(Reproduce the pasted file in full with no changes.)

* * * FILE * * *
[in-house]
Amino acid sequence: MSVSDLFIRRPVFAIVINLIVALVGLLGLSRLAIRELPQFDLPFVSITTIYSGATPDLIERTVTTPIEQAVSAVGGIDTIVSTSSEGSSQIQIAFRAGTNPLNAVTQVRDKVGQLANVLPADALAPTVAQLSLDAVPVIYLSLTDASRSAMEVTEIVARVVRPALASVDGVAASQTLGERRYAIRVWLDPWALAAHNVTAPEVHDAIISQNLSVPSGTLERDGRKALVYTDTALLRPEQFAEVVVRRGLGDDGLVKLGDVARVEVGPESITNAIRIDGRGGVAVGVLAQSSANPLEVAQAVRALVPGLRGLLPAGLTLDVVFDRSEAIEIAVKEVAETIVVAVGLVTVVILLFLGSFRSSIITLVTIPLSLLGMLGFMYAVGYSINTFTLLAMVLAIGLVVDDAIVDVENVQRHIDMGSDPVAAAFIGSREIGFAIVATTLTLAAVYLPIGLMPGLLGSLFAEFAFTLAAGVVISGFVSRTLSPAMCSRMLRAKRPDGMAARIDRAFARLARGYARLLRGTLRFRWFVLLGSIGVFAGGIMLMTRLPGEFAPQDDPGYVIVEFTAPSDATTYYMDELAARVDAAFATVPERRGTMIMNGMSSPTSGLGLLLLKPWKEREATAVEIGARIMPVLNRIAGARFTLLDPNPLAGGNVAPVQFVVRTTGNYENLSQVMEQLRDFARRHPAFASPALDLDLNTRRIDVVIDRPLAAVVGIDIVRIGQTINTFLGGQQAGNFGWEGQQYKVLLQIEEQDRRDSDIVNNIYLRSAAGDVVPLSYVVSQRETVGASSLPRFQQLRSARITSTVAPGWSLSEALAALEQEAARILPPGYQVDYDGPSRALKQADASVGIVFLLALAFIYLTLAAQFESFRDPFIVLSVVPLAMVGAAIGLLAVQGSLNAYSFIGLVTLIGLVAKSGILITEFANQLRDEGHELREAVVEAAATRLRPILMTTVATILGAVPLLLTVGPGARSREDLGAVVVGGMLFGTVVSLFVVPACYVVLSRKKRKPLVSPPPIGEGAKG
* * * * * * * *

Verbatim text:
[in-house]
Amino acid sequence: MSVSDLFIRRPVFAIVINLIVALVGLLGLSRLAIRELPQFDLPFVSITTIYSGATPDLIERTVTTPIEQAVSAVGGIDTIVSTSSEGSSQIQIAFRAGTNPLNAVTQVRDKVGQLANVLPADALAPTVAQLSLDAVPVIYLSLTDASRSAMEVTEIVARVVRPALASVDGVAASQTLGERRYAIRVWLDPWALAAHNVTAPEVHDAIISQNLSVPSGTLERDGRKALVYTDTALLRPEQFAEVVVRRGLGDDGLVKLGDVARVEVGPESITNAIRIDGRGGVAVGVLAQSSANPLEVAQAVRALVPGLRGLLPAGLTLDVVFDRSEAIEIAVKEVAETIVVAVGLVTVVILLFLGSFRSSIITLVTIPLSLLGMLGFMYAVGYSINTFTLLAMVLAIGLVVDDAIVDVENVQRHIDMGSDPVAAAFIGSREIGFAIVATTLTLAAVYLPIGLMPGLLGSLFAEFAFTLAAGVVISGFVSRTLSPAMCSRMLRAKRPDGMAARIDRAFARLARGYARLLRGTLRFRWFVLLGSIGVFAGGIMLMTRLPGEFAPQDDPGYVIVEFTAPSDATTYYMDELAARVDAAFATVPERRGTMIMNGMSSPTSGLGLLLLKPWKEREATAVEIGARIMPVLNRIAGARFTLLDPNPLAGGNVAPVQFVVRTTGNYENLSQVMEQLRDFARRHPAFASPALDLDLNTRRIDVVIDRPLAAVVGIDIVRIGQTINTFLGGQQAGNFGWEGQQYKVLLQIEEQDRRDSDIVNNIYLRSAAGDVVPLSYVVSQRETVGASSLPRFQQLRSARITSTVAPGWSLSEALAALEQEAARILPPGYQVDYDGPSRALKQADASVGIVFLLALAFIYLTLAAQFESFRDPFIVLSVVPLAMVGAAIGLLAVQGSLNAYSFIGLVTLIGLVAKSGILITEFANQLRDEGHELREAVVEAAATRLRPILMTTVATILGAVPLLLTVGPGARSREDLGAVVVGGMLFGTVVSLFVVPACYVVLSRKKRKPLVSPPPIGEGAKG